While we won’t get into defending or arguing against Medina’s point, we will say that the Super Bowl Halftime Show has been co-headlined before. Stevie Wonder and Gloria Estefan co-headlined the performance in 1999 and Aerosmith and NSYNC shared the stage in 2001, just to name a few.
Jennifer Lopez wasn't expected to be the star in her family
Although some may think Lopez was raised to be this pop culture supernova, it couldn’t be further from the truth. In Halftime, she says it was "engrained" in her head as a child that her one sister was the singer and her other sister was the smart one. Thankfully, she let her desire to become a singer, actress and dancer push her to fulfill her dreams. Lopez, also described how as a kid growing up, she looked to West Side Story and actress Rita Moreno as inspiration for her career path.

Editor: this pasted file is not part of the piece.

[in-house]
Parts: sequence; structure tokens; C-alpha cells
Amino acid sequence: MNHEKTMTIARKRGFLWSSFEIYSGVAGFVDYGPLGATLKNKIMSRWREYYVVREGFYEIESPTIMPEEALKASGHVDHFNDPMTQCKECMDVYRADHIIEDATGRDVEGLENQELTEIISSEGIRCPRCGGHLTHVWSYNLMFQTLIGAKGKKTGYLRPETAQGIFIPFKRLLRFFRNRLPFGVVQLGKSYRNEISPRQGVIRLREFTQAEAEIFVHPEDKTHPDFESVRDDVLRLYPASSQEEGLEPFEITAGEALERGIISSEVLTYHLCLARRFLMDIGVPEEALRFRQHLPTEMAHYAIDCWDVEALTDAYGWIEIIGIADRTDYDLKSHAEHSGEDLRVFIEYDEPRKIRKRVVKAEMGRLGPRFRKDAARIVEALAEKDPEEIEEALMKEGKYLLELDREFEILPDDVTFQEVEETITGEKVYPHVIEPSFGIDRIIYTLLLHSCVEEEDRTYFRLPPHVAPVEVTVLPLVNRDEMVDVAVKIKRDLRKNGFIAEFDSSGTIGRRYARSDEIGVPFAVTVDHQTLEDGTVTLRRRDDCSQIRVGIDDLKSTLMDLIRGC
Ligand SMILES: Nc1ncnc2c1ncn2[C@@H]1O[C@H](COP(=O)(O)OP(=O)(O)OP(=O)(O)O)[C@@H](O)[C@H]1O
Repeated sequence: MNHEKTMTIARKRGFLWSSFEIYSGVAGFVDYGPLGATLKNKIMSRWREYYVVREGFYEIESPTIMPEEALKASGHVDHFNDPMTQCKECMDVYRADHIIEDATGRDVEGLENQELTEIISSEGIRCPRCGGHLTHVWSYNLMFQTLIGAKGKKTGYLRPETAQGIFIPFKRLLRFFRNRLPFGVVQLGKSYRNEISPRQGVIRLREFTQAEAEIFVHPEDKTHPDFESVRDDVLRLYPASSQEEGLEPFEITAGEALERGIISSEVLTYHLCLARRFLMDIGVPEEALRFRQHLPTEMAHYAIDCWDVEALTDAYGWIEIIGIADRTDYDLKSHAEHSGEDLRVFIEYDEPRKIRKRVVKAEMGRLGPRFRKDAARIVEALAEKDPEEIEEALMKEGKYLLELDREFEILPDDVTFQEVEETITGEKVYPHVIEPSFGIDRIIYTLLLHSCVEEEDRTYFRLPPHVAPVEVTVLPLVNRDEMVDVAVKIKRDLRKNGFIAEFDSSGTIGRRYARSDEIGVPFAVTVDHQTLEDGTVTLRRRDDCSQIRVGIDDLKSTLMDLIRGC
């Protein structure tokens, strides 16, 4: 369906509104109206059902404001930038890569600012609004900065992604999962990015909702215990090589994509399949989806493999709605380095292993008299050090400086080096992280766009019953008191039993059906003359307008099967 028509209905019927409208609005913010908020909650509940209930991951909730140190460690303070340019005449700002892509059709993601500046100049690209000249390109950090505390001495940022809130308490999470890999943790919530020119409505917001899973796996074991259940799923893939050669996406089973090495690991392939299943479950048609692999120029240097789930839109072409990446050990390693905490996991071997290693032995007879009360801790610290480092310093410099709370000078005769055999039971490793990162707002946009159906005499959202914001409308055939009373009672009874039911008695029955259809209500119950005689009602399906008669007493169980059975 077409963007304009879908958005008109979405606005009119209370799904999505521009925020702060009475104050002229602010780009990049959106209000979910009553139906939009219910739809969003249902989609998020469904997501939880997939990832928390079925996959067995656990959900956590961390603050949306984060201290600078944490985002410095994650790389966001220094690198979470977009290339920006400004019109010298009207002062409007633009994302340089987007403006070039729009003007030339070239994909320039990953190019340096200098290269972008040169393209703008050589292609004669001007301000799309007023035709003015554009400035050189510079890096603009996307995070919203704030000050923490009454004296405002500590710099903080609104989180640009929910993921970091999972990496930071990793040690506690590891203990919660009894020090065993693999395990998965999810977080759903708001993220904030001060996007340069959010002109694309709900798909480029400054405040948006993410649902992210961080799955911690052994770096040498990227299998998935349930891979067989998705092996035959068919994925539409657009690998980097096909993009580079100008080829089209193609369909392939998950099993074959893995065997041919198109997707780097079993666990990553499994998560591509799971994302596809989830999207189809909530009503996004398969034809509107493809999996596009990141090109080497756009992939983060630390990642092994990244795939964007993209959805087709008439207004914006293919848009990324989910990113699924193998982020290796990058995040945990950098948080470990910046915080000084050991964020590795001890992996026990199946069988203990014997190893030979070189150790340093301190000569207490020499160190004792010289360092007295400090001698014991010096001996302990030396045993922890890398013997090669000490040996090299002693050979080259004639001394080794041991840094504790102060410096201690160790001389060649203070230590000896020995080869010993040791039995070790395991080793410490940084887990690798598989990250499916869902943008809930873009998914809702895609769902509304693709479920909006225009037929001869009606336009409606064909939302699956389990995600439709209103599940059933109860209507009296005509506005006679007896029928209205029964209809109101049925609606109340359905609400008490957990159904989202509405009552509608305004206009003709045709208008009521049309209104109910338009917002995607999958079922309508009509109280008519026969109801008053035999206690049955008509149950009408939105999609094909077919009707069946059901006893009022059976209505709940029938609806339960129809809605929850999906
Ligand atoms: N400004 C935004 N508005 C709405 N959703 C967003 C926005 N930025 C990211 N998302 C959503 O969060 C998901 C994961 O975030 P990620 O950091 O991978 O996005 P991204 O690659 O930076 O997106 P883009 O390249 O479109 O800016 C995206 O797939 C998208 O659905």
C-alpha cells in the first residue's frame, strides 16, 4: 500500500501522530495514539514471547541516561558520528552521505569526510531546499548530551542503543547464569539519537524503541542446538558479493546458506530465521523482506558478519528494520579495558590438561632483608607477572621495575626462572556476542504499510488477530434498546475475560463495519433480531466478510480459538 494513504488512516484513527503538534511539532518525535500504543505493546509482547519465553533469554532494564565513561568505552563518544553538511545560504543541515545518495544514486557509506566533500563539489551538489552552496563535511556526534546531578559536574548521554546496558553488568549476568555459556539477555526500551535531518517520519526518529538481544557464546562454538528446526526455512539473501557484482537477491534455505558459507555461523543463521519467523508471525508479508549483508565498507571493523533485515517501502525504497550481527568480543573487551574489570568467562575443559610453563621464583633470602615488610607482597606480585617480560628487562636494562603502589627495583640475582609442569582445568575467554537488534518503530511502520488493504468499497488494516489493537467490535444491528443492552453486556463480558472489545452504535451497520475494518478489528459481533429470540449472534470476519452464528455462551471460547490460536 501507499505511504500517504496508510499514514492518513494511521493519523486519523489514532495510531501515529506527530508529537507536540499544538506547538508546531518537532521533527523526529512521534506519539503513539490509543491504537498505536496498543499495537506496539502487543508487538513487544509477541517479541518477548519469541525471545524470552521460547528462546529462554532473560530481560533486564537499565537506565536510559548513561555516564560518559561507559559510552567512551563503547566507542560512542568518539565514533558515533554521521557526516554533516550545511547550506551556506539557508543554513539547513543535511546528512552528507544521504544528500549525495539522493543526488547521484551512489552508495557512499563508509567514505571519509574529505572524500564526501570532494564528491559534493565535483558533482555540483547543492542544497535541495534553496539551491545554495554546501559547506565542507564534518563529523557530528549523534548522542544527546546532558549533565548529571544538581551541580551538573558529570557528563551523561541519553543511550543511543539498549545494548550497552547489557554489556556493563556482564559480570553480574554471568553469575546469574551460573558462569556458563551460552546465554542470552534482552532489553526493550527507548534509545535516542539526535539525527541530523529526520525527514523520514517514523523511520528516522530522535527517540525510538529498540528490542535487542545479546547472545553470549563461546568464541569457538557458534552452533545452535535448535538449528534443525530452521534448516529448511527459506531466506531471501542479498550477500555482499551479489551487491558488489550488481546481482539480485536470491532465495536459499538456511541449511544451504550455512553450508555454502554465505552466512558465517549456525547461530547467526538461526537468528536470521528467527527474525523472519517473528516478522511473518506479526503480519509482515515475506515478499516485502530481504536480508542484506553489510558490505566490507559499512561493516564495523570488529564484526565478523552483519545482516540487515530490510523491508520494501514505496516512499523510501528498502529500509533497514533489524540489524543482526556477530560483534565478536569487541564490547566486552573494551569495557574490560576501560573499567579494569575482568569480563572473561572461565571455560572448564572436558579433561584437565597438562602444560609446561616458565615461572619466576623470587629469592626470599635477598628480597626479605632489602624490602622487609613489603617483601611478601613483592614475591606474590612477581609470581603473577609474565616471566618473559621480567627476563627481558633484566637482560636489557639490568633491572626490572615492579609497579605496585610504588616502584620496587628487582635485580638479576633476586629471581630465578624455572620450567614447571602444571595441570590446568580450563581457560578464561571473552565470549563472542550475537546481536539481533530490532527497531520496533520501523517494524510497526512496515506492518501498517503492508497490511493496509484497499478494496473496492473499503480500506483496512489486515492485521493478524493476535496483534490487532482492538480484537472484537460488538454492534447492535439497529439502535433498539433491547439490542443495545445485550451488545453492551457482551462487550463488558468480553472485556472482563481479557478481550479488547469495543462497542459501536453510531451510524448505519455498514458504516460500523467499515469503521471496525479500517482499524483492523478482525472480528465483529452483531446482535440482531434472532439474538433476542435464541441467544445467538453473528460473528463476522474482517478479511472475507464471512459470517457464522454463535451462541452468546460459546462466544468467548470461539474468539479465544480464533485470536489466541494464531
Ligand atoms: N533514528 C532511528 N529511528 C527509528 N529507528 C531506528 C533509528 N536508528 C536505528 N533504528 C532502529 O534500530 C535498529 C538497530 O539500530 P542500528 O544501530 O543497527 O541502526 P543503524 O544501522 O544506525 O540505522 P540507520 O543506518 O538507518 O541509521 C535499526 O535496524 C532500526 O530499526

Jokes in the media got to her
Over the years, JLo has had to weather an unenviable amount of criticism from the public. She’s taken hits over her love life, certain movie roles and unfortunately, her body shape. In the documentary, various clips were shown from American TV where late-night hosts and prominent adult cartoons poked fun at her famous curves. Lopez mentioned the jabs in reference to her body shape were difficult to digest because it was hard to feel that people thought of her as a joke.
It was also disheartening to hear she was once told that a publication was going to postpone a photoshoot to give her time to apparently lose weight. It’s not clear as to what publication was guilty of such a faux pas, but she has admirably pushed through such criticism and body shaming.
She thought she was going to get an Oscar nomination for Hustlers
Despite acting for more than three decades and having plenty of box-office hits, Lopez has never been nominated for Academy Award. However, after her performance as Ramona in Hustlers, she felt like she had finally done work "worthy" of an Oscar nomination. Lopez had good reason to believe this given what critics at the time were saying and the fact she received a Golden Globe nomination for the role. Sadly, the Academy thought otherwise, which was a disappointment for Lopez.